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Classical - Released September 2, 2016 | PentaTone

Hi-Res Booklet
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Classical - Released May 8, 2020 | PentaTone

Matt Haimovitz’s multi-faceted cello knocks down musical boundaries while scaling emotions from darkness to joy in "Cello Jazz", a wide-ranging playlist featuring some of Haimovitz’s hottest collaborators. Classics like Billy Strayhorn’s haunting Blood Count, George Gershwin’s languid Liza, and Miles Davis’s bebop Half Nelson are reborn in inventive arrangements by modern master David Sanford, who contributes his own big band cello concerto, Scherzo grosso, and the intense Seventh Avenue Kaddish, a solo tour-de-force. Piazzolla’s Le Grand Tango and DJ Olive’s dreamy Trans resonate alongside the “brilliantly inventive” (The New York Times AKOKA, with stellar clarinetist David Krakauer, and the jubilant musical playground of Aaron Jay Kernis’s First Club Date. Peak bliss is unlocked with two John McLaughlin tracks from the Grammy-nominated "Meeting of the Spirits", with Haimovitz’s maverick band of cello warriors, Uccello. © Pentatone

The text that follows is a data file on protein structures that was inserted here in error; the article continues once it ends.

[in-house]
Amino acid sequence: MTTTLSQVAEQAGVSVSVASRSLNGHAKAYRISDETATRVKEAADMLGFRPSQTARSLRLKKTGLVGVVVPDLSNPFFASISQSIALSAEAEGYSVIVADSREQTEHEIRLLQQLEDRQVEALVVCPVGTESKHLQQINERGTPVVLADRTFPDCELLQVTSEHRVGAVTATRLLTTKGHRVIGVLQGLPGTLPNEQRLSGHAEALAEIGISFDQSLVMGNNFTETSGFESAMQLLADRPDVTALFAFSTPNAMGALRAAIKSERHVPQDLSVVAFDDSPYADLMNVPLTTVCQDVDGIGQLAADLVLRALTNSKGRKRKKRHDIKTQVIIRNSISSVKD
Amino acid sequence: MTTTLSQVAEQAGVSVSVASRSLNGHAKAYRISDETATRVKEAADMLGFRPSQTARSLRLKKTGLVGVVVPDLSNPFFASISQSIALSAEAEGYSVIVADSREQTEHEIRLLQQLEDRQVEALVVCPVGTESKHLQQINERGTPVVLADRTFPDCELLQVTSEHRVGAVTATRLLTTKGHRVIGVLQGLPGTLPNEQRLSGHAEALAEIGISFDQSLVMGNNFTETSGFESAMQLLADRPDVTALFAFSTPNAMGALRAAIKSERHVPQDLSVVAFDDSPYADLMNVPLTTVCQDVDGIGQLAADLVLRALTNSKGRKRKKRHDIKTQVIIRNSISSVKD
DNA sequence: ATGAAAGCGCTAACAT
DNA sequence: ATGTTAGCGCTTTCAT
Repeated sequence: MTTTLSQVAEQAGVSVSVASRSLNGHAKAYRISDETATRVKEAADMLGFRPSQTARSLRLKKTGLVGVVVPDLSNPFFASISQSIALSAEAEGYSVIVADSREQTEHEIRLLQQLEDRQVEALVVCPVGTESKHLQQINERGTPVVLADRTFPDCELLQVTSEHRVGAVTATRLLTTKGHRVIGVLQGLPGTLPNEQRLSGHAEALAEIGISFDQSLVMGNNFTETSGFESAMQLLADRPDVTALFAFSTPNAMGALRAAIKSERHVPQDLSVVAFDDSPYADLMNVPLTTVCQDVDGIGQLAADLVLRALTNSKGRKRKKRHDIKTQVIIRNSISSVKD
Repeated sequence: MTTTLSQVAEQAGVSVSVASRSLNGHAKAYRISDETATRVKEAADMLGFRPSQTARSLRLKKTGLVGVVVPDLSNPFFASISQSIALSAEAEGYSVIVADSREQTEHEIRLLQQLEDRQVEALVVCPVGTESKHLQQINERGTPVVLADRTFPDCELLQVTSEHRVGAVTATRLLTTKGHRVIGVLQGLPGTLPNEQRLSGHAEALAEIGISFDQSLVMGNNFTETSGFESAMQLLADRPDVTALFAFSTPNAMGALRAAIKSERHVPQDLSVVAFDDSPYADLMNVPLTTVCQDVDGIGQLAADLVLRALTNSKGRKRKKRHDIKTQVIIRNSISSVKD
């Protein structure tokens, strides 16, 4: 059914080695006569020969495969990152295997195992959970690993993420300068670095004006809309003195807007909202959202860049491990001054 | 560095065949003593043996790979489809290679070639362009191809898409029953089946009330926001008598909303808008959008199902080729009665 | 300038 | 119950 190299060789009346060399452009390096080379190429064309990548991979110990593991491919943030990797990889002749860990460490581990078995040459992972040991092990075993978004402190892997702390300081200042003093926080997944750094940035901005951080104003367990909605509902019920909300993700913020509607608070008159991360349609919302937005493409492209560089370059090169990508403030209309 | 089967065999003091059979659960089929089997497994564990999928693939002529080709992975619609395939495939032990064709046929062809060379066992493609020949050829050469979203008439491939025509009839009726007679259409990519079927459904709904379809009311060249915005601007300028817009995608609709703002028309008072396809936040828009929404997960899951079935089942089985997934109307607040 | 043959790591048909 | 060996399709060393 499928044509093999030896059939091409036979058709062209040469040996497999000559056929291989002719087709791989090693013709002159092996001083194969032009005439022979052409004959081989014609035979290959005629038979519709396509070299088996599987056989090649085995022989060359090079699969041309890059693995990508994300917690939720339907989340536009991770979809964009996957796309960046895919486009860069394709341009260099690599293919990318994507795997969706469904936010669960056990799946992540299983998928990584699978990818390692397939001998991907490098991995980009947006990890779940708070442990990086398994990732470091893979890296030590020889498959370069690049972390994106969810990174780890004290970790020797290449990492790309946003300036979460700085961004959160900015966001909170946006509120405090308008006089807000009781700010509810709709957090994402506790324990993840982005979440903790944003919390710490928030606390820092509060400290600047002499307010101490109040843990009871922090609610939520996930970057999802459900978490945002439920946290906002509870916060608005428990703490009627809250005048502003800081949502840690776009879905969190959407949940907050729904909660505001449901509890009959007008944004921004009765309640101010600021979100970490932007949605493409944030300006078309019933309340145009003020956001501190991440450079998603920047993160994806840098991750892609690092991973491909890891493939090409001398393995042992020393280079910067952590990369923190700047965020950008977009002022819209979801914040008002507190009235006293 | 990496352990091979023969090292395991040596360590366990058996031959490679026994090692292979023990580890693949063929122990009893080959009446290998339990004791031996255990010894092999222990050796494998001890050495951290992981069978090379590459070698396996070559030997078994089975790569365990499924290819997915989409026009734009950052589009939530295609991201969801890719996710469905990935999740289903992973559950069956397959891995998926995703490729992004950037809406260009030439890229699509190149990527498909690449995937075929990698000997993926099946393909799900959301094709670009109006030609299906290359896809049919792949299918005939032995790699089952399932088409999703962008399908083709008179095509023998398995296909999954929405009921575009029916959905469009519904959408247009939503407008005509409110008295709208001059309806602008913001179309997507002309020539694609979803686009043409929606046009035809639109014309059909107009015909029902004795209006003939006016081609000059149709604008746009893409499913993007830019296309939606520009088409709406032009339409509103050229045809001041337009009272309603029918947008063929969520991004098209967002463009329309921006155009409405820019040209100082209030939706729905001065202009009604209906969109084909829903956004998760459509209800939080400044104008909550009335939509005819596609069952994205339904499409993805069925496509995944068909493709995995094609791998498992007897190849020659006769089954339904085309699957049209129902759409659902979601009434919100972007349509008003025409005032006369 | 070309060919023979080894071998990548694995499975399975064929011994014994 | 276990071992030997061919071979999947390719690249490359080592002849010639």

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Chamber Music - Released September 29, 2017 | PentaTone

Hi-Res Booklet
It is not clear just what the "troika" of the title refers to, but one can imagine two possibilities: the album is taking up the title of the "Troika" section from the Suite from Lieutenant Kijé by Prokofiev, the troika in question being a Russian sledge pulled by three horses, hence the name. But it could also refer to a triumvirate made up of the great Russian composers: Rachmaninov, Prokofiev and Shostakovich, each of whom is represented her by one sonata for cello and piano. But then: why not both? In any case, cellist Matt Haimovitz and his pianist companion Christopher O’Riley offer up a superb range of major works, supplemented with a few gems, some of which quite dark: the explosive version (by both artists) of a cello and piano transcription of Virgin Prayer: Put Putin Away, which won three members of the group Pussy Riot some time in labour camp for this punk blasphemy; as well as a version of the Beatles' Back in the USSR, and another number from the Russian rock star Viktor Tsoi. Haimovitz, known for his forays into less-classical territory, follows his own rule - which in no way detracts from the extraordinary musical quality of this album. © SM/Qobuz